How to Make Homemade Caramels Without Corn Syrup

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A decadent cheesecake dripping in homemade caramel on a glass pastry stand.
A decadent cheesecake dripping in homemade caramel on a glass pastry stand. (Image: melissatenpas/iStock/Getty Images)

Modern candy-making instructions often call for corn syrup, even for old-fashioned confections such as caramels. Because they predate the corn syrup trend, an older caramel recipe is likely to call for a different sweetener. You have options when it comes to making caramels, so consider substituting a liquid sweetener that suits your personal tastes.

Corn Convenience

It's important to understand what corn syrup achieves in candy-making before you look for ways to avoid the ingredient. For caramels, corn syrup helps control sugar's graininess. It also hastens the transformation of the candy from a thin syrup to a thick concoction that solidifies as it cools. The amount of corn syrup used in a caramel recipe determines the texture. Too little results in candy that never sets, while too much produces candy with an overly chewy bite.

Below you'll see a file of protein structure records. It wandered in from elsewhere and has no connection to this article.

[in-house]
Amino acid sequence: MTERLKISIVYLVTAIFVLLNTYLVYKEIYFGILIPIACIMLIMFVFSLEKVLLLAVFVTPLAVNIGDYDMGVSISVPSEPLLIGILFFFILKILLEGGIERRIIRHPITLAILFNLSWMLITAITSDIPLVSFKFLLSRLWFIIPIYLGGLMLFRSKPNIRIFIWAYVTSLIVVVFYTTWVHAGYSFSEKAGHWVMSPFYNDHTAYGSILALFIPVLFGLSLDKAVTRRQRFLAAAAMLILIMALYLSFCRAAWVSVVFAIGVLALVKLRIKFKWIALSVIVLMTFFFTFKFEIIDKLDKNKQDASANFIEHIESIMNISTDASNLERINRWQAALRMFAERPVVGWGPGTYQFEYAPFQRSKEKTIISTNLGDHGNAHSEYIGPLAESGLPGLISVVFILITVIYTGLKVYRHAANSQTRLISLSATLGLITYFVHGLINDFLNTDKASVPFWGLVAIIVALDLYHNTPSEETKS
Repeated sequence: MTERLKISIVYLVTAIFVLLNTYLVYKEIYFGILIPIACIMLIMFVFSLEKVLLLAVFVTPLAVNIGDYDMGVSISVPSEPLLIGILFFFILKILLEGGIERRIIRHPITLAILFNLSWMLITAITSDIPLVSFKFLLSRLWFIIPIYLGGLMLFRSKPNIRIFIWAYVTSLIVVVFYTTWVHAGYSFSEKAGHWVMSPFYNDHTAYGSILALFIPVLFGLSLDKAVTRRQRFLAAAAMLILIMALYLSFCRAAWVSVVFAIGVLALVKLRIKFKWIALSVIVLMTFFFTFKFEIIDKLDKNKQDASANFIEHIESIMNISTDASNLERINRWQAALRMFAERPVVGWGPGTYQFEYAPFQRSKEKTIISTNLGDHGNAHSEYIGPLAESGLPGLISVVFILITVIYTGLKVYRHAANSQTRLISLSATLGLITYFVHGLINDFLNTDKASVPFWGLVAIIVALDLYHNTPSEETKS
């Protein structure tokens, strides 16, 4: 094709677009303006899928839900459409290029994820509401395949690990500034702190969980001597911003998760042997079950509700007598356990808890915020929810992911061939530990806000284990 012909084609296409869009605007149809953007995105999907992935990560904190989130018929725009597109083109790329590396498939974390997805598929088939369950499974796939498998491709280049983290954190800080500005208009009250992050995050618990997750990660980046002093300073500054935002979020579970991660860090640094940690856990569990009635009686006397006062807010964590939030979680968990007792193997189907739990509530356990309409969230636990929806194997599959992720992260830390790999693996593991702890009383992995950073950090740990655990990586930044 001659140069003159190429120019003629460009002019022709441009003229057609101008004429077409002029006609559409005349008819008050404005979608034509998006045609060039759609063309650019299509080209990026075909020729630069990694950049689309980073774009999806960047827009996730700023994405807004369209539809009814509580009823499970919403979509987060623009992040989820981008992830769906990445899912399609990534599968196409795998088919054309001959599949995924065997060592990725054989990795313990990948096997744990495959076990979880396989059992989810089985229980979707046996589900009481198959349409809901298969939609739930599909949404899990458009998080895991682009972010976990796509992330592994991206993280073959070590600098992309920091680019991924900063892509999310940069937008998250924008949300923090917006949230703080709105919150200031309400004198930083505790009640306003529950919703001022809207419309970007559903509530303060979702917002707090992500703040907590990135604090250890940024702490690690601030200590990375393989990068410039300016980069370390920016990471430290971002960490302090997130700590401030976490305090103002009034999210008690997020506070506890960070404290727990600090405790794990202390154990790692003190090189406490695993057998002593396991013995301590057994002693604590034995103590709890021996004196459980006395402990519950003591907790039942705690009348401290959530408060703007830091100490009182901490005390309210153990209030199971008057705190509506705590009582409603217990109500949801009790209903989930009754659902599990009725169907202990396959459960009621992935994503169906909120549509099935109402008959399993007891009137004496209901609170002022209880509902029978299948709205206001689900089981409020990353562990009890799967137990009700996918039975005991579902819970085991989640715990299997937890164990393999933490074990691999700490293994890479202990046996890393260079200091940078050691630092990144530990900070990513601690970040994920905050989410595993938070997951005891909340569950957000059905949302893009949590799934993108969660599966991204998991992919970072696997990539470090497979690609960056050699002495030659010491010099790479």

Classic Caramels

At their most basic, old-fashioned caramels require only sugar and milk, although some traditional recipes call for a small amount of butter at the end. Caramels form when you boil 2 parts sugar to 1 part milk. Once a drop of the mixture turns into a soft ball in cold water, you can pour it onto buttered plates, then cut it into pieces. To discourage graininess and encourage even cooking, remain vigilant during all stages of the process.

Sticky Substitutes

For modern cooks, using a substitute for corn syrup rather than forgoing a liquid sweetener may produce more predictable results. Choose a light-colored, mild-tasting honey, such as clover or alfalfa. Alternatively, look for golden syrup, also known as cane syrup or treacle. Rice syrup also works, but keep in mind that it is often darker than light corn syrup, honey or golden syrup, which affects the color of the candy.

Tips for Success

For predictable results, substitute the corn syrup with an equal amount of honey, golden syrup or rice syrup. Author David Lebovitz's salted caramels, for example, call for caramelizing sugar with about half as much corn syrup or alternative liquid sweetener. To follow a precise modern recipe, use a candy thermometer for an accurate determination of when to add warmed cream and butter and optional ingredients, such as sea salt and nuts, as well as when to take the caramel off the heat and pour it into a buttered pan to solidify.

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